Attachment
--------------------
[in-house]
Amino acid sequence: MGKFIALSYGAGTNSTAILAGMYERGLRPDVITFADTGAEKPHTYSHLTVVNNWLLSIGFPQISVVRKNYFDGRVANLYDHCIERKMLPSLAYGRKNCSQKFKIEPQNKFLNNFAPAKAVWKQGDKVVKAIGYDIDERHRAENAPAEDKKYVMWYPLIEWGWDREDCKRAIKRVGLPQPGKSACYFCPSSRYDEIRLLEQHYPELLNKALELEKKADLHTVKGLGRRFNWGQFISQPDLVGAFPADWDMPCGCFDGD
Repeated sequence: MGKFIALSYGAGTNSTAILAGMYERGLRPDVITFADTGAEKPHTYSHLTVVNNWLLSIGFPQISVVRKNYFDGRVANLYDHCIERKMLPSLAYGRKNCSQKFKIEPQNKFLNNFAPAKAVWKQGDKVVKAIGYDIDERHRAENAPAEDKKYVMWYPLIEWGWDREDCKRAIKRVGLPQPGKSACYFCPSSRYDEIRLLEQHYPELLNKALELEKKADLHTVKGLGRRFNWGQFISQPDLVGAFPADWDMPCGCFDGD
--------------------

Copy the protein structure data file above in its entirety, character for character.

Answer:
[in-house]
Amino acid sequence: MGKFIALSYGAGTNSTAILAGMYERGLRPDVITFADTGAEKPHTYSHLTVVNNWLLSIGFPQISVVRKNYFDGRVANLYDHCIERKMLPSLAYGRKNCSQKFKIEPQNKFLNNFAPAKAVWKQGDKVVKAIGYDIDERHRAENAPAEDKKYVMWYPLIEWGWDREDCKRAIKRVGLPQPGKSACYFCPSSRYDEIRLLEQHYPELLNKALELEKKADLHTVKGLGRRFNWGQFISQPDLVGAFPADWDMPCGCFDGD
Repeated sequence: MGKFIALSYGAGTNSTAILAGMYERGLRPDVITFADTGAEKPHTYSHLTVVNNWLLSIGFPQISVVRKNYFDGRVANLYDHCIERKMLPSLAYGRKNCSQKFKIEPQNKFLNNFAPAKAVWKQGDKVVKAIGYDIDERHRAENAPAEDKKYVMWYPLIEWGWDREDCKRAIKRVGLPQPGKSACYFCPSSRYDEIRLLEQHYPELLNKALELEKKADLHTVKGLGRRFNWGQFISQPDLVGAFPADWDMPCGCFDGD